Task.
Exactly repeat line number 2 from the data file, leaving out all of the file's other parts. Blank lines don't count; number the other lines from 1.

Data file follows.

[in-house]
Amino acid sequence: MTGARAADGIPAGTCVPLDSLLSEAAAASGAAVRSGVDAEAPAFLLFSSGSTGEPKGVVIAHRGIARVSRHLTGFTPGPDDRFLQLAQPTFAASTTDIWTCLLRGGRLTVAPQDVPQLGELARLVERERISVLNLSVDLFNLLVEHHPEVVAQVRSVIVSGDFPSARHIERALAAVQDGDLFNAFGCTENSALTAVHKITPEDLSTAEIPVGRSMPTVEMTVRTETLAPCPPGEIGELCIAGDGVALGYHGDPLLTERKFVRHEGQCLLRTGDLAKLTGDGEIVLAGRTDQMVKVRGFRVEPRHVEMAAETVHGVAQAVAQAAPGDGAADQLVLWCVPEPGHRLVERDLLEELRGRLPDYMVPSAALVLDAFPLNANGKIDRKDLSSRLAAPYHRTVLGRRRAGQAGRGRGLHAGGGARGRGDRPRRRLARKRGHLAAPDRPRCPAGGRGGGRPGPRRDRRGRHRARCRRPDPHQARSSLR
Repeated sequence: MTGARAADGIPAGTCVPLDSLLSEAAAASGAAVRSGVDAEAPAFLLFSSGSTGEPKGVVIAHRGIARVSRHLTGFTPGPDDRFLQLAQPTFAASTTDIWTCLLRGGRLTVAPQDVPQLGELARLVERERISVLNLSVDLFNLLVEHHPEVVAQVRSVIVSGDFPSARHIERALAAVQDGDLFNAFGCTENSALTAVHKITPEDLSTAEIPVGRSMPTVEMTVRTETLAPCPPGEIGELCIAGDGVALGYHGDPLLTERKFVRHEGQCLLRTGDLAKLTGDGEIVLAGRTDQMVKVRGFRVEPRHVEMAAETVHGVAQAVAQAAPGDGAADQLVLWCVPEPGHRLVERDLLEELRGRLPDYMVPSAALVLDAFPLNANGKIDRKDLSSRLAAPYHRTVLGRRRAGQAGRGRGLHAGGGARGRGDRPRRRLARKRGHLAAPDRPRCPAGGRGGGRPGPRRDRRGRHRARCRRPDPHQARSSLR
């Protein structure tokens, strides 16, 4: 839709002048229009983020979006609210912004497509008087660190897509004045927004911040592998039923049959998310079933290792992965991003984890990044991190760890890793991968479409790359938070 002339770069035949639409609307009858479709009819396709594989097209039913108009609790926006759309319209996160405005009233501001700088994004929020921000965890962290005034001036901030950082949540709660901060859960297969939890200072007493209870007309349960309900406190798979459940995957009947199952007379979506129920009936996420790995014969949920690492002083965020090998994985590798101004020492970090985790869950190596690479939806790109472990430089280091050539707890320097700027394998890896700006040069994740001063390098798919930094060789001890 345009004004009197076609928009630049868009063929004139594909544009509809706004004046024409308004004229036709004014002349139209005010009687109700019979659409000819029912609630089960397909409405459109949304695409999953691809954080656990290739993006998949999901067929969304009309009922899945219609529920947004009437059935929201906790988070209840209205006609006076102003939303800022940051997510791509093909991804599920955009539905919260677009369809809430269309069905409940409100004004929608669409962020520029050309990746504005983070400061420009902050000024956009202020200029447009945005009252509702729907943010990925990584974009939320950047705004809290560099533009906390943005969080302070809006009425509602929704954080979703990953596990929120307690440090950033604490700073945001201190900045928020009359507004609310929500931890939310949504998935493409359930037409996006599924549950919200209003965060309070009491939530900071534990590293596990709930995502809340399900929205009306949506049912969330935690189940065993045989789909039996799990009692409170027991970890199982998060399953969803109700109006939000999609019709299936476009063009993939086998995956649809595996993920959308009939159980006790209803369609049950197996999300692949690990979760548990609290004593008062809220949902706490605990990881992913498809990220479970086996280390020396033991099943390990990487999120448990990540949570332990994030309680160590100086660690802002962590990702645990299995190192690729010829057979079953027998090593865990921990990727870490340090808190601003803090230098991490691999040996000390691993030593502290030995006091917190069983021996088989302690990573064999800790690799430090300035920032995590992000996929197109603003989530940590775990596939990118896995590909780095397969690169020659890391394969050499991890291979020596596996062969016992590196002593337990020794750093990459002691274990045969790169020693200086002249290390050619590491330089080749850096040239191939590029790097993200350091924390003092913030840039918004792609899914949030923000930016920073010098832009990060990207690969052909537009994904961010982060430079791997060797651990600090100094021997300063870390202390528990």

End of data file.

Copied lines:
Amino acid sequence: MTGARAADGIPAGTCVPLDSLLSEAAAASGAAVRSGVDAEAPAFLLFSSGSTGEPKGVVIAHRGIARVSRHLTGFTPGPDDRFLQLAQPTFAASTTDIWTCLLRGGRLTVAPQDVPQLGELARLVERERISVLNLSVDLFNLLVEHHPEVVAQVRSVIVSGDFPSARHIERALAAVQDGDLFNAFGCTENSALTAVHKITPEDLSTAEIPVGRSMPTVEMTVRTETLAPCPPGEIGELCIAGDGVALGYHGDPLLTERKFVRHEGQCLLRTGDLAKLTGDGEIVLAGRTDQMVKVRGFRVEPRHVEMAAETVHGVAQAVAQAAPGDGAADQLVLWCVPEPGHRLVERDLLEELRGRLPDYMVPSAALVLDAFPLNANGKIDRKDLSSRLAAPYHRTVLGRRRAGQAGRGRGLHAGGGARGRGDRPRRRLARKRGHLAAPDRPRCPAGGRGGGRPGPRRDRRGRHRARCRRPDPHQARSSLR